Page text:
The SFO has clearly found enough evidence to feel a prosecution is worth pursuing, and while the accused are certainly entitled to a presumption of innocence, a decision not to lay any charges whatsoever would have been another matter altogether.

The New Zealand First leader has habitually sought to distance himself and his party from the foundation’s operations, a strategy he turned to on Tuesday: “The foundation is an entirely separate entity [from the party] but that distinction will be lost on some, and deliberately confused by others.”

At a superficial, technical level, Peters is correct. But that ignores the broader truth: that the foundation appears to have funded a number of the party’s activities in recent years, from a guest appearance by boxer Joseph Parker at its 2017 conference to legal advice for an MP and a swish new website and donations platform.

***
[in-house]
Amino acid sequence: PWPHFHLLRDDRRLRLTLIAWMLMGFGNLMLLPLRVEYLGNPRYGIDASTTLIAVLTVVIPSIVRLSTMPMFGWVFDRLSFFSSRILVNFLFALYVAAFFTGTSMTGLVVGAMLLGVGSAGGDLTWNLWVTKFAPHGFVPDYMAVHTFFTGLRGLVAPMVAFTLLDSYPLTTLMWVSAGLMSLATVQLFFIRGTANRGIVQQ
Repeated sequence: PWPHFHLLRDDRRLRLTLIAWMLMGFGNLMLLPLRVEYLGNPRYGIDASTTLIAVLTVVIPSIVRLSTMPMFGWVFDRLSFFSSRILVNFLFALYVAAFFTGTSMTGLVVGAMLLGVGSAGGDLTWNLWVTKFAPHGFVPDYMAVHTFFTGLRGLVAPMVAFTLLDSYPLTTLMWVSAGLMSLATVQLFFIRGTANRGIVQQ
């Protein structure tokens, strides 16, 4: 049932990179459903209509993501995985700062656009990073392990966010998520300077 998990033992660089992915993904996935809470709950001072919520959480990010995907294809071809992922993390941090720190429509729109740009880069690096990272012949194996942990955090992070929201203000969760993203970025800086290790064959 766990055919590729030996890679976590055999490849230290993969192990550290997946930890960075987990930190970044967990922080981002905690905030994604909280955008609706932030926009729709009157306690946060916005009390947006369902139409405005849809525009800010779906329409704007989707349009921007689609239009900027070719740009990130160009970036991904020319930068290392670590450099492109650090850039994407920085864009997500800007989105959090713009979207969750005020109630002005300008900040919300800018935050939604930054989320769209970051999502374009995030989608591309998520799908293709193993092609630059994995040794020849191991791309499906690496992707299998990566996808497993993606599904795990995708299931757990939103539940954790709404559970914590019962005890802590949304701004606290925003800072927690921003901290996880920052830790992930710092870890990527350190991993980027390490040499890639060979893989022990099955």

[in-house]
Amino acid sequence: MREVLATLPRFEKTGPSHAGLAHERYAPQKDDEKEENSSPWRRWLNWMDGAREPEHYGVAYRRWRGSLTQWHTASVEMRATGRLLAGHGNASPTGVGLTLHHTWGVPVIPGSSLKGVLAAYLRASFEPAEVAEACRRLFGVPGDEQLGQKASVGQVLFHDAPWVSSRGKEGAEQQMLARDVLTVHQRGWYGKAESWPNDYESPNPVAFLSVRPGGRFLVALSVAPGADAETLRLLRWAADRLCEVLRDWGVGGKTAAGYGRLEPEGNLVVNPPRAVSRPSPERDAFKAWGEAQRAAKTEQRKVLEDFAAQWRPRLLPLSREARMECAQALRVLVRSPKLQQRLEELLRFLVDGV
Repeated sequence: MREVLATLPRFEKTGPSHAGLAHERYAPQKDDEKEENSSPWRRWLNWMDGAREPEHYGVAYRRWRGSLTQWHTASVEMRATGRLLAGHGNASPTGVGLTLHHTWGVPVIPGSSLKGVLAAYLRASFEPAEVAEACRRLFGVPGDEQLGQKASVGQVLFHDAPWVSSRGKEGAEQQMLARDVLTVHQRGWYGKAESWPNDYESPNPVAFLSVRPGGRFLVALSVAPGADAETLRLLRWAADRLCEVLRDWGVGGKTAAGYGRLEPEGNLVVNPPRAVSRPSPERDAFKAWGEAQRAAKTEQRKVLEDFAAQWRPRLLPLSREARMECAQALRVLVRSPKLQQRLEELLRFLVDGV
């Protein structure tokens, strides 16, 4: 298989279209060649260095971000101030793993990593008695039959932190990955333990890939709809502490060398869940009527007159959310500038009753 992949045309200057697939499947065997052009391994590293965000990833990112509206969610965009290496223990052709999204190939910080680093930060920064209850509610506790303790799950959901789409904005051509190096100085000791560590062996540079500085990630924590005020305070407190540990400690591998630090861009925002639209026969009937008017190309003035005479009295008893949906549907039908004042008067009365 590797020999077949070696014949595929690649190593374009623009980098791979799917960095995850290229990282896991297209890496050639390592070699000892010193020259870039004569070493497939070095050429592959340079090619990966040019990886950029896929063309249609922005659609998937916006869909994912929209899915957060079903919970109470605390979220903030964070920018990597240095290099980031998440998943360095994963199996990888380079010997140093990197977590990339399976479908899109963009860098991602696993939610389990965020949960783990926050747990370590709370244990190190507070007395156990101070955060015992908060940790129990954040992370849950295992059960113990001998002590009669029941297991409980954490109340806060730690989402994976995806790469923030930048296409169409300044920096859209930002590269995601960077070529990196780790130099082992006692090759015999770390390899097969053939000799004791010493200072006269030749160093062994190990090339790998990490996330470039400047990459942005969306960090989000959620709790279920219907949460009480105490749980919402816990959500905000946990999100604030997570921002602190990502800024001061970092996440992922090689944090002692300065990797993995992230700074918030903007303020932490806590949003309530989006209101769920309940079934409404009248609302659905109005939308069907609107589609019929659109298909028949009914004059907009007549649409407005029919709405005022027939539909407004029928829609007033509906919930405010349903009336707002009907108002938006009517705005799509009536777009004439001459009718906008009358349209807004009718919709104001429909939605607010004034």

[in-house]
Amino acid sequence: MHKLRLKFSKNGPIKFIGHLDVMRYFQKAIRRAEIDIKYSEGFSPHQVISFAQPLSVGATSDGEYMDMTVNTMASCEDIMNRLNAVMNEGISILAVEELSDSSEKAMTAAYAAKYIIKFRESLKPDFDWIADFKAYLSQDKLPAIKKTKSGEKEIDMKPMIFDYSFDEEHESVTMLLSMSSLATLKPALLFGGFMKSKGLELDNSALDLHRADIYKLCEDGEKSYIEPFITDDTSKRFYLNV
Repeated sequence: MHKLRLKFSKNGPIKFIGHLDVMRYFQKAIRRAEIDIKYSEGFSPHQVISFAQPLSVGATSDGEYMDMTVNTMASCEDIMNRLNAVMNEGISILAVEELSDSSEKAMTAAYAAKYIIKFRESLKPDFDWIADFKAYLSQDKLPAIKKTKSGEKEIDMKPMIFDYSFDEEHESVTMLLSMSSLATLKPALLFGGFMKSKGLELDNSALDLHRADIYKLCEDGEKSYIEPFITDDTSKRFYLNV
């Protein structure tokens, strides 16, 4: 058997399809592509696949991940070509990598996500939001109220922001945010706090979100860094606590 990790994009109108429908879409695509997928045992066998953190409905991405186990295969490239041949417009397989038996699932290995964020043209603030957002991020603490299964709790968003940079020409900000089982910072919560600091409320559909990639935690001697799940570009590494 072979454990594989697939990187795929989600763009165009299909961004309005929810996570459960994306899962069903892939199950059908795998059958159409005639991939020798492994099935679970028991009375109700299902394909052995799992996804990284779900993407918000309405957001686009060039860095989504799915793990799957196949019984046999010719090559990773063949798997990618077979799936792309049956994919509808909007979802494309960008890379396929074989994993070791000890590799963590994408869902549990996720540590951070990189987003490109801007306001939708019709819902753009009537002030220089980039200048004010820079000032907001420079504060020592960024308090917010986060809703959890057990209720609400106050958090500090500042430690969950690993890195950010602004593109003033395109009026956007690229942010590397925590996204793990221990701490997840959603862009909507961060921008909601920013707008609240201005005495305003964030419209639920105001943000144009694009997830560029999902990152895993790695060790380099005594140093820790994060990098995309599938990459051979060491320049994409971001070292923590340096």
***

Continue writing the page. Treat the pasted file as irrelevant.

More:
The specifics of how foundation money was spent have yet to be tested at trial, but New Zealand First has not contested that it benefited financially from the trust – merely that it believed the foundation’s structure was legal, and in any case was separate from the party.

But separate does not mean independent, and if the party has benefited from the foundation it seems fair for it to take some responsibility for any wrongdoing, even if not in a strictly legal sense.

Winston Peters hasn’t made a habit of accepting accountability for any mistakes. Photo: Lynn Grieveson.

In this term of Parliament, and throughout his career, Peters has made a habit of focusing on what is legally right, rather than ethically so.

Through that lens, his party’s fairly risible attempt to suppress (through the High Court) the news of the SFO charges not just until after the election, but until the formation of the next government, makes more sense.

Never mind that doing so would have been morally reprehensible, depriving voters of information in the public interest at the time when it is most important they be fully informed – they’re legally entitled to seek such an order, so why wouldn’t they?

As Justice Matthew Palmer noted, Peters and New Zealand First may have some justification for feeling put out by the timing of the announcement and the possible impact on their election chances.